Eliminating COVID-19: What the world can learn from NZ and Taiwan
Credit: University of Otago
Both Taiwan and New Zealand have successfully eliminated COVID-19 with world-leading pandemic responses. By taking a particularly proactive approach, Taiwan’s response was probably the most effective and least disruptive of any country’s, researchers say.
In an article published in the international journal, The Lancet Regional Health: Western Pacific, researchers from the University of Otago in New Zealand, the National Taiwan University and the Taiwan Centers for Disease Control, examine the pandemic responses of the two island countries 9,000 kilometres apart.
Both countries mounted very effective responses to COVID-19 and both had successfully eliminated community transmission by early August, although New Zealand experienced a localised outbreak in the Auckland region shortly after.
The lead author of the research paper, Dr Jennifer Summers, from the University of Otago, Wellington, says the two countries used different approaches to respond to their first waves of COVID-19.
Taiwan acted very early to control the virus, introducing health screening of air passengers on the day the World Health Organization was informed of the outbreak in Wuhan on 31 December 2019.
“Despite Taiwan’s closer proximity to Wuhan and its high population density it experienced a substantially lower incidence rate of 20.7 cases per million compared with New Zealand’s 278 per million.
“Their timely and vigorous response allowed Taiwan to avoid the national lockdown used in New Zealand to eliminate community transmission.”
In both countries, outbreaks of COVID-19 prompted public health officials to introduce a range of measures including contact tracing, testing and isolating of cases and quarantine of close contacts.
Fellow author Professor Michael Baker from the University of Otago, Wellington, says Taiwan benefited by having a Centers for Disease Control in place, as well as a National Health Command Center dedicated to responding to emerging threats such as pandemics. Because of historically low levels of investment in public health, New Zealand was forced to take a more reactive approach to the pandemic with a stringent national lockdown to eliminate COVID-19 transmission while essential response capacities were rapidly developed.
“Taiwan’s pandemic response had been extensively planned, partly as a result of their experience in the SARS pandemic in 2003, and was set up so it could be rapidly adapted to new pathogens.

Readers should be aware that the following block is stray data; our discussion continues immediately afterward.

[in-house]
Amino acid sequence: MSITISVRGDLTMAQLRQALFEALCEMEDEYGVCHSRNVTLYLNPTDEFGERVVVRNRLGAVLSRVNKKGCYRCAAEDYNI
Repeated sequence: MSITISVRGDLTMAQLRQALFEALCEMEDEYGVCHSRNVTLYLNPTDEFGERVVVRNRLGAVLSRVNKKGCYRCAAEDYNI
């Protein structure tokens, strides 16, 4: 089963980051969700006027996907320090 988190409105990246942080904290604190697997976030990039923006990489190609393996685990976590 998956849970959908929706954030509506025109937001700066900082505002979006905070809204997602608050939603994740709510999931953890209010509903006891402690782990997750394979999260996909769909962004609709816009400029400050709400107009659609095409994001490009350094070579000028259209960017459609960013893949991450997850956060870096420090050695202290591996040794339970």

“As in many Asian countries that had experiences with SARS, Taiwan had an established culture of face mask use by the public, as well as a proactive policy of supporting production and distribution of masks to all residents.”
Both countries provided social and financial support during the pandemic and have existing universal health coverage.
The researchers make a list of recommendations to other countries, particularly high-income nations, as they continue to respond to the current pandemic and prepare for the next one.
They include: establishing a national public health agency; developing a flexible pandemic plan; investing in resources and infrastructure to allow a rapid-response to disease threats; improving workforce training, including considering a field epidemiology training programme; auditing the pandemic response to date; and updating public health laws to enable pandemic control measures to be implemented while balancing the need to protect personal rights and liberties.
More detailed recommendations include the need to improve surveillance of disease outbreaks, develop effective border management policies, establish robust quarantine rules, further develop conventional and digital solutions to allow for contact tracing and quarantine and isolation monitoring and introduce an effective means of distributing face masks and promoting their use.
The research paper, ‘Potential lessons from the Taiwan and New Zealand health responses to the COVID-19 pandemic’, is published in The Lancet Regional Health: Western Pacific and can be read here: https://www.thelancet.com/journals/lanwpc/article/PIIS2666-6065(20)30044-4/fulltext
Taiwan announced its first confirmed case of COVID-19 on 21 January 2020, a 50+-year-old woman returning to Taiwan from her teaching job in Wuhan, the epicentre of the outbreak. New Zealand’s first case was recorded on 28 February, a woman in her 60s, who arrived on 26 February from Iran via Bali.
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